New Jersey
Joseph S. Colalillo, Wakefern Food Corp.

Joseph S. Colalillo

A $12-Billion Supermarket Company

Editors’ Note

Joseph Colalillo has served as Chairman and CEO of Wakefern Food Corp. since 2005 and as a member of its Board of Directors since 1985. Before becoming Chairman, he served as the company’s Vice Chairman from 1999 to 2005. Colalillo is also President of ShopRite of Hunterdon County, a family-owned business founded in 1957 by his father, Joseph A. Colalillo. The Colalillo family owns and operates three ShopRite stores located in Flemington, Greenwich, and Clinton, New Jersey, and together, these stores employ more than 1,100 associates. Colalillo serves as Chairman of the Food Marketing Institute’s Food Safety Committee and was recently named to the Board of Directors of Choose New Jersey. He is a member of the New Jersey Food Council’s Board of Directors and received its Lifetime Achievement Award in 2005. Colalillo holds a Bachelor’s degree from Villanova University.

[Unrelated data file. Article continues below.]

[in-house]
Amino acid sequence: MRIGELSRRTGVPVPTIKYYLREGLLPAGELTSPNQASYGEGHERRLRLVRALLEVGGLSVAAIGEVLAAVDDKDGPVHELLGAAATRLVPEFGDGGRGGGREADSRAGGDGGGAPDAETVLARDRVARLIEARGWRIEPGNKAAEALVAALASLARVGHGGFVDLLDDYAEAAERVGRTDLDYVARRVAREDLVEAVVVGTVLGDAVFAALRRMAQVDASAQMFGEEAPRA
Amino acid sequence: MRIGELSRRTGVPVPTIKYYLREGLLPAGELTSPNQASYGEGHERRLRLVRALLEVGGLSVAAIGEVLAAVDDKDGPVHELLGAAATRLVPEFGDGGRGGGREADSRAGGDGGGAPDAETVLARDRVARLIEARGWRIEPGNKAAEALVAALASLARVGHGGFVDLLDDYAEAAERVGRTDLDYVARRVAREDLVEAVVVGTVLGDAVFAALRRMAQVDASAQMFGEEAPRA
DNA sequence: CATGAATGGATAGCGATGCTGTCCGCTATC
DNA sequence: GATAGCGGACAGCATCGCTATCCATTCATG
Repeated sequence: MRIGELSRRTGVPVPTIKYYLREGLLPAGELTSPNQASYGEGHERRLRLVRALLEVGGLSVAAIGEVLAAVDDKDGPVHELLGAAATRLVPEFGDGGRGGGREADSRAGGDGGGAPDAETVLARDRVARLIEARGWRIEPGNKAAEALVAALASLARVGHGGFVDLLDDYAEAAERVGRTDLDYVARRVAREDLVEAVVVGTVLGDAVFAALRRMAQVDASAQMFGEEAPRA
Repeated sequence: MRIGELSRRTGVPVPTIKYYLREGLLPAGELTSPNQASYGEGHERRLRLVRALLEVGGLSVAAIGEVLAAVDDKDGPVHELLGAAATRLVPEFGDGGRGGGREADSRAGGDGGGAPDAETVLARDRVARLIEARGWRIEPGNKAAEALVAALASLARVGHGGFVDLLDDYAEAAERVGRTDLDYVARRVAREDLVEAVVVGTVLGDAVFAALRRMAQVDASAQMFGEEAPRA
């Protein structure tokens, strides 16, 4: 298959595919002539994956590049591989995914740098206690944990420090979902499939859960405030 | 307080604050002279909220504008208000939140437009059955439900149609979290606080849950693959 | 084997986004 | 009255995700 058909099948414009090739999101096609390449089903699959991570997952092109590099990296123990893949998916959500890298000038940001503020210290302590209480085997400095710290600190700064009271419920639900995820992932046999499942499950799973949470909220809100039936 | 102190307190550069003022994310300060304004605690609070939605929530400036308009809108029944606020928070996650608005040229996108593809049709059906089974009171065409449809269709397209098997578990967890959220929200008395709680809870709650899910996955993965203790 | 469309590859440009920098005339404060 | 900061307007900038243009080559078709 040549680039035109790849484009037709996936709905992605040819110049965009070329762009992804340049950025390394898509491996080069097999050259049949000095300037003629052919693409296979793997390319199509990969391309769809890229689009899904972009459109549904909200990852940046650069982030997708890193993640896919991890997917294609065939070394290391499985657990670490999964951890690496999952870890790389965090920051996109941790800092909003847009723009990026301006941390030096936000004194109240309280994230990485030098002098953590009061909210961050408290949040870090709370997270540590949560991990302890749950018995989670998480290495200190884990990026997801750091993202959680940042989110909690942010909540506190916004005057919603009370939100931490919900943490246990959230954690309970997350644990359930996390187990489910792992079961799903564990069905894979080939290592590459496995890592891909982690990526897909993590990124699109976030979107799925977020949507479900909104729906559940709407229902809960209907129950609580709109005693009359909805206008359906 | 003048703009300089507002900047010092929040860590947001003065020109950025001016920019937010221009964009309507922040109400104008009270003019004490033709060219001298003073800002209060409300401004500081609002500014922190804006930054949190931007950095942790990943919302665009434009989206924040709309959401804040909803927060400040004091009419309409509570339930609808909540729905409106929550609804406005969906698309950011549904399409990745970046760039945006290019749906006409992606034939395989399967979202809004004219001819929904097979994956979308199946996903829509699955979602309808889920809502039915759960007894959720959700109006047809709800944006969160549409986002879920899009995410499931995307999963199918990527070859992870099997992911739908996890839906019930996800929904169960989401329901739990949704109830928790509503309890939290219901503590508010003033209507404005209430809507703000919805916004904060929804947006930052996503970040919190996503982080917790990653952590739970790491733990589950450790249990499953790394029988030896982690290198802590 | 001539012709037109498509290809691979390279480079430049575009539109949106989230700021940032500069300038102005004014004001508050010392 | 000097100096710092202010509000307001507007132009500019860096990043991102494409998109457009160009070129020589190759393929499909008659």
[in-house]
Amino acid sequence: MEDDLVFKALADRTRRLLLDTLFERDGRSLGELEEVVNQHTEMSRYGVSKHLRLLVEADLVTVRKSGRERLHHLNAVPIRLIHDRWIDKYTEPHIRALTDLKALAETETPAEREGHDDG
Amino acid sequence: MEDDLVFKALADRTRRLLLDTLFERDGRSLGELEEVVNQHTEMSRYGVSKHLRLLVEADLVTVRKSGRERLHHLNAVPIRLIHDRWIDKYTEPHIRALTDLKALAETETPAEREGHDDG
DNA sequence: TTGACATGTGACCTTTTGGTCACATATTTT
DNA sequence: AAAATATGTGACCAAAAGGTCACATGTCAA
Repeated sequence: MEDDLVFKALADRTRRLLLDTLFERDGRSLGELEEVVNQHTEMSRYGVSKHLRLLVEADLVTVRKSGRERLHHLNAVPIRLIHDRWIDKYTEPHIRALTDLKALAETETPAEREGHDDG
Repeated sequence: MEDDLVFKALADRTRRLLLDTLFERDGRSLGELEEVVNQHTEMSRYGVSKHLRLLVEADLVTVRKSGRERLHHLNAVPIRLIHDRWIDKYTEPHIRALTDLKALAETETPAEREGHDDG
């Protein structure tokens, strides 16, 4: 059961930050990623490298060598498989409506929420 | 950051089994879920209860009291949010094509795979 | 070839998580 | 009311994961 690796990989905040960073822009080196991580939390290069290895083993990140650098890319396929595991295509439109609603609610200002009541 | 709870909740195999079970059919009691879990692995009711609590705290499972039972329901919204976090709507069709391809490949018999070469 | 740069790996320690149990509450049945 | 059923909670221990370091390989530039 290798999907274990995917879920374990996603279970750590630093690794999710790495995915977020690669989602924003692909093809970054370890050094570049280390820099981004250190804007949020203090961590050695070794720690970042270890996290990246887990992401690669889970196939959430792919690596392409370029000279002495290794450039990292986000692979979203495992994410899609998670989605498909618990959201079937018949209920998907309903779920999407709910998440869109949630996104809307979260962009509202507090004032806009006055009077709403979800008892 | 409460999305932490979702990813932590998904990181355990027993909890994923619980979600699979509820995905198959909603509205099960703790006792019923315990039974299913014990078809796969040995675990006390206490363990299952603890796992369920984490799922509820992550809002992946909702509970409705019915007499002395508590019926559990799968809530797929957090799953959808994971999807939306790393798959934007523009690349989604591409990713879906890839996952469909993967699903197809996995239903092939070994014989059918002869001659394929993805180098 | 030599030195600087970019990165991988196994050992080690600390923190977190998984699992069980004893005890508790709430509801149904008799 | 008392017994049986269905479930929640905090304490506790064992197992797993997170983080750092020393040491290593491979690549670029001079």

Company Brief

From its beginnings as a struggling cooperative with eight members, Wakefern Food Corp. (www.wakefern.com) has grown into the largest retailer-owned cooperative in the United States. The cooperative was founded in 1946 and is comprised of 47 members who today individually own and operate more than 230 supermarkets under the ShopRite banner in New Jersey, New York, Connecticut, Pennsylvania, Maryland, and Delaware. Wakefern introduced its PriceRite banner in 1996, extending the company’s reach into Rhode Island and Massachusetts, and today, there are 45 PriceRite stores in six states. As the merchandising and distribution arm of both ShopRite and PriceRite, Wakefern, together with its member companies, employ more than 50,000 people, making it one of the largest employers in New Jersey. Wakefern also distributes products to other supermarkets throughout the northeastern United States and Bermuda.

How do you best describe Wakefern and its position within the industry?

As a retailer-owned cooperative, we have 47 members who independently own and operate their stores. Our members currently own from a single store to as many as 30 stores. One of our members, Village Supermarkets, is a publicly traded company, but it’s still majority owned by a family who is engaged in the business every day.